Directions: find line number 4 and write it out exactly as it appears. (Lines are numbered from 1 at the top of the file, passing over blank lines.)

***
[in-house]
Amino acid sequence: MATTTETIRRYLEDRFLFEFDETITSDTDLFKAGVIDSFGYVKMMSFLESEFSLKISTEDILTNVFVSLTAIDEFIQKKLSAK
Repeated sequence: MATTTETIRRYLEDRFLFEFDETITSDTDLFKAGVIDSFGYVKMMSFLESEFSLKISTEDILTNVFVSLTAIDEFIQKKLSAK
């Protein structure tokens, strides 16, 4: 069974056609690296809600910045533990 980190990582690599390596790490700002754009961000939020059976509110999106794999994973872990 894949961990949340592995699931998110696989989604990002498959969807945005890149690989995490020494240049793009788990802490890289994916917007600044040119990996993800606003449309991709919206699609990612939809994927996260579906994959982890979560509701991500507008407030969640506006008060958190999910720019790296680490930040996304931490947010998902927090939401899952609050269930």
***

């Protein structure tokens, strides 16, 4: 069974056609690296809600910045533990 980190990582690599390596790490700002754009961000939020059976509110999106794999994973872990 894949961990949340592995699931998110696989989604990002498959969807945005890149690989995490020494240049793009788990802490890289994916917007600044040119990996993800606003449309991709919206699609990612939809994927996260579906994959982890979560509701991500507008407030969640506006008060958190999910720019790296680490930040996304931490947010998902927090939401899952609050269930």